BEIRUT: Saad Hariri, who resigned as Lebanese prime minister on Nov. 4 in a statement broadcast from Saudi Arabia, will travel to France on Friday, a member of parliament for Hariri’s Future Movement told Reuters.
“Today to Paris, this afternoon, and tomorrow a family meeting with (French President Emmanuel) Macron,” said Future Movement MP Okab Saqr.
Meanwhile Lebanon’s Foreign Minister Gebran Bassil said in Moscow that he hopes Saad Hariri, who resigned as prime minister on Nov. 4, would return to Beirut after he completes his visit to France, Russia’s RIA news agency reported.
He said that the main aim now is that Hariri can return to Lebanon without any conditions or restrictions on his freedom and, once back in Lebanon, that he can decide whether to step down as the prime minister, the news agency reported.
He said, according to the agency, that Hariri should still be considered as Lebanon’s serving prime minister. Hariri’s visit to France was aimed solely at securing his return to Lebanon, the agency reported.
Bassil said earlier on Friday that some forces are trying to oust the Lebanese leader.
(With Reuters and AFP)
The high-speed train usually passes through that station without stopping
Health Minister Fahrettin Koca said 84 other people had sought medical help after the crash
Updated 54 min 56 sec ago
ANKARA, TURKEY: A high-speed train hit a railway engine and crashed into a pedestrian overpass Thursday at a station in the Turkish capital of Ankara, killing nine people and injuring dozens, officials said.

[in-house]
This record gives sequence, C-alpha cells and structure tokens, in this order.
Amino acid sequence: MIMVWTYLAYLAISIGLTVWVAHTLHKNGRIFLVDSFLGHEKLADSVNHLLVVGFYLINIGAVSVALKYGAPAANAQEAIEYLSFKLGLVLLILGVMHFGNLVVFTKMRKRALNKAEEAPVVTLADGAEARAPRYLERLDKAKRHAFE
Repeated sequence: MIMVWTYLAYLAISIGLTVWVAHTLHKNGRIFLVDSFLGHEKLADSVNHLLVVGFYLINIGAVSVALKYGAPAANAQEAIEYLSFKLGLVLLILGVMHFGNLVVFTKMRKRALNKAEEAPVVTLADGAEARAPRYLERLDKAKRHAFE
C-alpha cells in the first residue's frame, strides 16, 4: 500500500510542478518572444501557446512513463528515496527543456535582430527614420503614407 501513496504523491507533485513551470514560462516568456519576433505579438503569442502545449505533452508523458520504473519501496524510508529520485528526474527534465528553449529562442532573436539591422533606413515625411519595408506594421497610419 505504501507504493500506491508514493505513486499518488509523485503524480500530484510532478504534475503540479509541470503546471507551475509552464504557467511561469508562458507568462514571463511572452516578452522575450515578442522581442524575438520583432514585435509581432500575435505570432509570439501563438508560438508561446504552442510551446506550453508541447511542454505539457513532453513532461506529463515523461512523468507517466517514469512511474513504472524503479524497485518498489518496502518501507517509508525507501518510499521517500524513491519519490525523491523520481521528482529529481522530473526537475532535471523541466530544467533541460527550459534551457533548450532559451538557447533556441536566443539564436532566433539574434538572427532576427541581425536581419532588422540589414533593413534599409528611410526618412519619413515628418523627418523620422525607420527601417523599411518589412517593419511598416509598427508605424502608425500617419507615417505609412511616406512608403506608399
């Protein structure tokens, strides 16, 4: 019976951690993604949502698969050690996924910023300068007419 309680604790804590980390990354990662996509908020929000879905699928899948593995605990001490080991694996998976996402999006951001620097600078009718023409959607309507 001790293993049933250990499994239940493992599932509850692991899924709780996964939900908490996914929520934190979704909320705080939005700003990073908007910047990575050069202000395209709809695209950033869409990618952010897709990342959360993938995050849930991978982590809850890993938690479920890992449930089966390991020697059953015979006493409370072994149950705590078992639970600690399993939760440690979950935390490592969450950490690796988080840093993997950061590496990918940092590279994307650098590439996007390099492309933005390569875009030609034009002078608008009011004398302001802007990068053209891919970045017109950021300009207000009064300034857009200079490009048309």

The 6:30 a.m. train from Ankara to the central Turkish city of Konya collided head-on with the engine, which was checking the tracks at the capital’s small Marsandiz station, Transport Minister Mehmet Cahit Turhan told reporters after inspecting the site. The high-speed train, which the Anadolu Agency said was carrying 206 passengers, usually passes through that station without stopping.
At least two cars derailed, hitting the station’s overpass, which then collapsed onto the train. Three engine drivers and six passengers were killed in the crash, Turhan said. One passenger died after being hospitalized while the others were killed at the scene.
Health Minister Fahrettin Koca said 84 other people had sought medical help after the crash.
Television footage showed emergency services working to rescue passengers from wrangled cars and debris. Hurriyet newspaper said sniffer dogs assisted efforts to find survivors. Turhan said later no one else was believed to be trapped.
It wasn’t immediately clear if a signaling problem caused the crash. Authorities detained three state railway employees over suspected negligence and President Recep Tayyip Erdogan vowed a thorough investigation.
Passenger Ayse Ozyurt told the IHA news agency that the accident occurred 12 minutes after the train left the main station and that it had not yet gained its maximum speed.
“The train was not fast at that time yet,” she said. “Suddenly, there was a frightening breakage ... and the train was off the rail.”
Konya, about 260 kilometers (160 miles) south of Ankara, is home to the tomb of the Sufi mystic and poet Jalaladdin Rumi, attracting thousands of pilgrims and tourists. The crash occurred during an annual week of remembrance for Rumi, when many travel to Konya to watch Whirling Dervishes, members of a Sufi sect, perform.
Turkey has had a raft of train crashes this year.
In July, 24 people were killed and more than 70 injured when most of a passenger train derailed in northwestern Turkey after torrential rains caused a section of the tracks to collapse. Last month, 15 people were injured when a passenger train collided with a freight train in Turkey’s central province of Sivas.